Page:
Because your estrogen is at its peak, it’s helpful to eat foods that will support liver detoxification of potentially harmful excess estrogen. Cruciferous veggies like brussels sprouts, kale, cabbage, turnips, cauliflower, bok choy and broccoli are all awesome choices for this time of the cycle.
Light but nourishing (i.e. vitamin and mineral-rich) options such as quinoa and brown rice, leafy greens, nutrient-rich veggies and cold-water fish are also great go-to’s during this time, as our appetite tends to be suppressed (due to our hormones shifting from “feeding and foraging” mode to sexual desire mode, oooh la LA).
+ All recipes from Phase #2 of my Hormone Balance Reset Plan Ebook
This phase lasts about 10-14 days (roughly days 14-28 of your cycle) and is referred to as the “fall season” of your cycle. It’s important the luteal phase fall within this timeframe (days 14-28) for it to be considered an optimal fertile cycle, because a fertilized egg usually takes at least 10 days to travel from the fallopian tube and implant into the uterine lining.
After ovulation, FSH and LH levels sharply decline and remain low for the rest of the cycle. Estrogen and testosterone decline as well, but estrogen will make another appearance later on in the luteal phase.
On the other hand, progesterone rises and stimulates the growth of the lining of the uterus in preparation for pregnancy. It’s also responsible for transforming cervical fluid from stretchy and wet, to sticky and dry in this phase (aka it’s much less fertile and not conducive to sperm).
Emotionally, during the first half of the luteal phase, you are often still riding high off of the effects of the ovulatory, or “summer phase.” However, as progesterone production increases, you’ll find yourself starting to wind down and wanting to avoid the social scene you were seeking the first half of the cycle.
During the second week of the luteal phase, estrogen will rise again slightly to further prepare the uterine lining for pregnancy. If there’s no pregnancy, estrogen and progesterone will drop and cause the uterine lining to shed during the bleeding, or menstruation, phase.
It’s important to eat foods that support progesterone production, so that it can rise enough to stimulate a healthy growth of your uterine lining. Foods high in zinc and magnesium (nuts, seeds, oysters, beans, etc.) vitamin C (citrus, leafy greens, bell pepper) as well as foods high in vitamin B6 (salmon, bananas, walnuts) are all helpful for boosting progesterone levels.
You’ll also want to keep blood sugar as stable as possible in the luteal phase, as progesterone can cause blood sugar to dip lower than what’s normal in the follicular phase. This dip could partially explain why so many women struggle with emotional PMS symptoms, like moodiness and anxiety. Remember to eat consistent, nutrient dense meals balanced with protein, fat and fiber for optimal blood sugar balance.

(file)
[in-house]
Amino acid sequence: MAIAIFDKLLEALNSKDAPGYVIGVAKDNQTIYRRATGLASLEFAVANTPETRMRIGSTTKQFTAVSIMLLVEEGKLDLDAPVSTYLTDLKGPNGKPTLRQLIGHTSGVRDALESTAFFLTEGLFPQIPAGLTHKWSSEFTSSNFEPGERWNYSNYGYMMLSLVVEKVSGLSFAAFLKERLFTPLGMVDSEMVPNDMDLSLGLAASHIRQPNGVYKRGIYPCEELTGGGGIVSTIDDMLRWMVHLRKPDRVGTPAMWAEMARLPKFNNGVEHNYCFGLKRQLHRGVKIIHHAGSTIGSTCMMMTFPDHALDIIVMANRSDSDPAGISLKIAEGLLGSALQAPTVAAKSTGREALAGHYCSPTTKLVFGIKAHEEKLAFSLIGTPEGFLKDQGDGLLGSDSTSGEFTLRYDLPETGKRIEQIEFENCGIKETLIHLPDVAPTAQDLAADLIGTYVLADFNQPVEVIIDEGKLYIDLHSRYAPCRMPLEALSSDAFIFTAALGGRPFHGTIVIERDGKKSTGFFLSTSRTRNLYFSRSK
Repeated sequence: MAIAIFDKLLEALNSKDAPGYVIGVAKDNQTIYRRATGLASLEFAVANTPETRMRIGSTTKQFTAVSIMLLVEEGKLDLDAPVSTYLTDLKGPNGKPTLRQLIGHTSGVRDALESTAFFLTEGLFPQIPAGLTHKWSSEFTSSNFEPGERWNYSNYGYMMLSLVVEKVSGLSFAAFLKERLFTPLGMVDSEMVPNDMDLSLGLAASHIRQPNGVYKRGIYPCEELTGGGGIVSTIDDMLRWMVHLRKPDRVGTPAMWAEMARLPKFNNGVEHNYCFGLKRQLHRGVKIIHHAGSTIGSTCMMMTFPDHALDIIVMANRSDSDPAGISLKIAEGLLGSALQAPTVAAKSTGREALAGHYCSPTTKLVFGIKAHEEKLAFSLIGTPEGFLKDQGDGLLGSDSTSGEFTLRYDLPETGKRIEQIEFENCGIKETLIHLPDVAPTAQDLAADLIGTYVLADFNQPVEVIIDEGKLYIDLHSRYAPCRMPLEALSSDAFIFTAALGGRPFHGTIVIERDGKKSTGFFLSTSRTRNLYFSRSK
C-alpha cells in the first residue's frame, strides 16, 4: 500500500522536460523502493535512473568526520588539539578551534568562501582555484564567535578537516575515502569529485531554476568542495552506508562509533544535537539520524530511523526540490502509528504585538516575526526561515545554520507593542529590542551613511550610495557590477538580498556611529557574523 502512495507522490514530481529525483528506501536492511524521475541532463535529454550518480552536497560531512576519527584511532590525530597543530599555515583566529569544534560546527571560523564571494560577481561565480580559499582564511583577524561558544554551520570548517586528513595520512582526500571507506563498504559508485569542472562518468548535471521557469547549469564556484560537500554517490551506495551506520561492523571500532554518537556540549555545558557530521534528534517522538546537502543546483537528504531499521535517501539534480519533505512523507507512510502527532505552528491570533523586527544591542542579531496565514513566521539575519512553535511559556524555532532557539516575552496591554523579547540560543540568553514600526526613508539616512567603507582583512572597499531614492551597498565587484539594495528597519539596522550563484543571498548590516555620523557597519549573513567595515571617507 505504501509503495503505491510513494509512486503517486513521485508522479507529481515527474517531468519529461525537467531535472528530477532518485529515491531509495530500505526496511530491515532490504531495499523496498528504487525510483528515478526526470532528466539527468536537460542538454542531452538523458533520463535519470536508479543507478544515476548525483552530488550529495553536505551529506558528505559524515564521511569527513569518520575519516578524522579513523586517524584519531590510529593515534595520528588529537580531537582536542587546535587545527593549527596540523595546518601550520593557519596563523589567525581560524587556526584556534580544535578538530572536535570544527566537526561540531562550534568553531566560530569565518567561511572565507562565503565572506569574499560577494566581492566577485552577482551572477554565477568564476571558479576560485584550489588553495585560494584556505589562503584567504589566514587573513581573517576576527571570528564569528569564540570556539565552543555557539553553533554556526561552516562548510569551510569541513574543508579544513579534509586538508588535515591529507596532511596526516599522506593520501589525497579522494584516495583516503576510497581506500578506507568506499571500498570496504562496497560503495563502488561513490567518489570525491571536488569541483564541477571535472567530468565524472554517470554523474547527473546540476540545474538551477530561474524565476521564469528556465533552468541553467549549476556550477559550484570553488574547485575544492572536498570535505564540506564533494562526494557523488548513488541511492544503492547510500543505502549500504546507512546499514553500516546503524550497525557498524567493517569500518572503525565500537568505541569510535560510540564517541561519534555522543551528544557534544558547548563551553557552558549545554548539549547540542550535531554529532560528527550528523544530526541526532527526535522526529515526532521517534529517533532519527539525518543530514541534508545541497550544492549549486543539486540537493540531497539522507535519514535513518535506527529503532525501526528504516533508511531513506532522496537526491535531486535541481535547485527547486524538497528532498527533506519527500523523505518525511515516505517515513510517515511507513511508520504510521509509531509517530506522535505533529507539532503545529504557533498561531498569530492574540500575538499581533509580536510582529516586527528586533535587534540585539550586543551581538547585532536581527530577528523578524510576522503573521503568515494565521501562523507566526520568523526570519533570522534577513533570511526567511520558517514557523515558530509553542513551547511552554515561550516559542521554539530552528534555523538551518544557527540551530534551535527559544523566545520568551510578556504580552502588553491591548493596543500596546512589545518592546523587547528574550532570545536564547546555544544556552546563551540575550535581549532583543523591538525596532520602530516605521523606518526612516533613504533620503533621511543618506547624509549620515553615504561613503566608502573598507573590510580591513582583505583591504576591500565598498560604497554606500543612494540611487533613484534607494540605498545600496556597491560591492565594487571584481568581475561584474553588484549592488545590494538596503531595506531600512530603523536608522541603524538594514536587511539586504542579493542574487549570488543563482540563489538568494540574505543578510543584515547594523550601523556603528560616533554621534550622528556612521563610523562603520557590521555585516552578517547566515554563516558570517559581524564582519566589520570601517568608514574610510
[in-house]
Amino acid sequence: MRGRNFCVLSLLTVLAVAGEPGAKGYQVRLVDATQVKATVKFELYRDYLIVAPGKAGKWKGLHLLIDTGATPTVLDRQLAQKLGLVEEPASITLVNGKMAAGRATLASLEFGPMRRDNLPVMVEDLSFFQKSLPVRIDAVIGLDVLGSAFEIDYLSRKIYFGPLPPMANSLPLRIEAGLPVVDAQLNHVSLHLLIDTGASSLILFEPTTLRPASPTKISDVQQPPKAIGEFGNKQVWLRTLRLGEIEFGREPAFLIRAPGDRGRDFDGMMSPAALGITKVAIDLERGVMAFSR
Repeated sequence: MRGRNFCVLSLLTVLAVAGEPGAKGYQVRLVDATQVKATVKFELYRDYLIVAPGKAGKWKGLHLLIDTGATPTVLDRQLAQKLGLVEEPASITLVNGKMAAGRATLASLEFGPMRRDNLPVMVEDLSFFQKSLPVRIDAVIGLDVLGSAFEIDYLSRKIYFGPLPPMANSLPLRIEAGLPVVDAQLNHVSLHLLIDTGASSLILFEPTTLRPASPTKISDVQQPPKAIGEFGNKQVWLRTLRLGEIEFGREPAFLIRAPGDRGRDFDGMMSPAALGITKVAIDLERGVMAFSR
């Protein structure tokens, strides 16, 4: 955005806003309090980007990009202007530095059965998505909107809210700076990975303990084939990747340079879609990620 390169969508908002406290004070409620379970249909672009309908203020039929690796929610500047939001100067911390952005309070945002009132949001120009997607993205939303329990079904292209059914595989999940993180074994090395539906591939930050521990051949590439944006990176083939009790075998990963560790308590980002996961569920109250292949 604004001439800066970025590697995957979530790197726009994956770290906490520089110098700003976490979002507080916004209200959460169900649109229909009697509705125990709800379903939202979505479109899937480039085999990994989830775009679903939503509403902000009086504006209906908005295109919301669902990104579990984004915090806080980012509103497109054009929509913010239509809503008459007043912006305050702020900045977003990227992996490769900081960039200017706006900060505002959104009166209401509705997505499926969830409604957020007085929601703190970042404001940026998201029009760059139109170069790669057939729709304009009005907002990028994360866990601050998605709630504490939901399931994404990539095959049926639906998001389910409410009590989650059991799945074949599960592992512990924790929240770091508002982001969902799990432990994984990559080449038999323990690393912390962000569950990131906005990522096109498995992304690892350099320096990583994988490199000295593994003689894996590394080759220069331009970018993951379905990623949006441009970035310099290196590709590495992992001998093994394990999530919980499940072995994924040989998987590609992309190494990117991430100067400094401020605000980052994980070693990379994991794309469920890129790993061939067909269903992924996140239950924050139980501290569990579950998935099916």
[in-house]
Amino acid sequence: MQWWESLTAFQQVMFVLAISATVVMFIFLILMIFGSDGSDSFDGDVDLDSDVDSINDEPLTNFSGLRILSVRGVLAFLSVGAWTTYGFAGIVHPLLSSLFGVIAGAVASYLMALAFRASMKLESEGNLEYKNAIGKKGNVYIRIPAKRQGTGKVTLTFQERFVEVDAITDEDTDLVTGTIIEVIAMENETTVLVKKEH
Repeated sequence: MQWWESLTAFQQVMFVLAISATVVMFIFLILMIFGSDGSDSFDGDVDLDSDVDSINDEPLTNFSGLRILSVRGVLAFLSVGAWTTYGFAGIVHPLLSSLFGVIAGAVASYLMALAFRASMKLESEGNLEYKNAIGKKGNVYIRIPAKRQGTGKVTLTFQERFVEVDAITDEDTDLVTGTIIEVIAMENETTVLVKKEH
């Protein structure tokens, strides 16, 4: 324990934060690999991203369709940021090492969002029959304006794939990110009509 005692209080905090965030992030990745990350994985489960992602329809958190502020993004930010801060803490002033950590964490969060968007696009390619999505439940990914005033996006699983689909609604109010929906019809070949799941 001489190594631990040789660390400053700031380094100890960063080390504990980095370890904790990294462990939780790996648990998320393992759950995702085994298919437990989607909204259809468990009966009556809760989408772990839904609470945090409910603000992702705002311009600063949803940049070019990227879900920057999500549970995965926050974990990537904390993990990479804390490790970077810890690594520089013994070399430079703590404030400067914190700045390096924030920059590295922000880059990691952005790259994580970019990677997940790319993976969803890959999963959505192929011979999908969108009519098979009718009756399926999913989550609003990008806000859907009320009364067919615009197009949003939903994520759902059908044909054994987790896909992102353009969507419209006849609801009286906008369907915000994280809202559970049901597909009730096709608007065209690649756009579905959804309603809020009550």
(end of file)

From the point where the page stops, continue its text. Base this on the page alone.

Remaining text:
Water retention increases during this time, which can cause bloating and puffiness, so make sure you’re drinking enough water (minimum half of your body weight in ounces) and consuming hydrating fruits and vegetables.
During this phase our feel-good hormones like serotonin and dopamine tend to decrease, which can not only lead to feelings of stress or sadness, but major cravings for sweets and carbohydrates that give us a temporary dopamine fix but leave us feeling worse in the long run. Make sure to reach for treats or carbohydrate-rich options that have plenty of nutrients, protein, fat and fiber to help you get your sweet fix without the subsequent sugar crash.
+ All recipes from Phase #3 of my Hormone Balance Reset Plan Ebook
This phase typically lasts 3-7 days and begins when menstruation or bleeding occurs as the lining of the uterus sheds. Think of this as the winter season of the cycle – when the body is clearing out what’s no longer needed and preparing for new growth.
The bleeding phase begins when progesterone levels drop, causing the lining of the uterus to break down and shed. During this week, your energy is the lowest it will be during your cycle. You may feel tired, withdrawn, and introspective.
I highly encourage opting for plenty of healthy comfort foods like soups, bone broth, stews and vitamin-rich smoothies to help replenish lost iron and mineral stores (from blood loss).
Iron-rich foods include liver and other grass-fed animal protein, beans and leafy green vegetables. You’ll also want to consume plenty of foods rich in B vitamins, which work to support energy levels during this time. Think nuts and seeds, eggs, leafy greens, mushrooms and dark chocolate.
Additionally you’ll want to ensure you’re getting enough vitamin-c rich foods (citrus, leafy greens, bell peppers, colorful fruits and veggies), which promote iron nutrient absorption. Foods rich in zinc will work to remineralize your blood, so add in organic peanut butter and seaweed when possible.
Lastly, seek out omega fatty acid rich foods like avocados, wild-caught fish, cod liver oil, hemp, sesame and sunflower seeds, which all work to lower inflammation and boost overall mood.
+ All recipes from Phase #4 of my Hormone Balance Reset Plan Ebook
Eating a variety of nutrient-dense foods based on your cyclical needs is one of the most impactful ways to balance your hormones, experience a healthy menstrual cycle, mitigate symptoms and feel your best.
I’m honored to support you on your journey to optimal hormone health + happiness. Thanks for being here babe.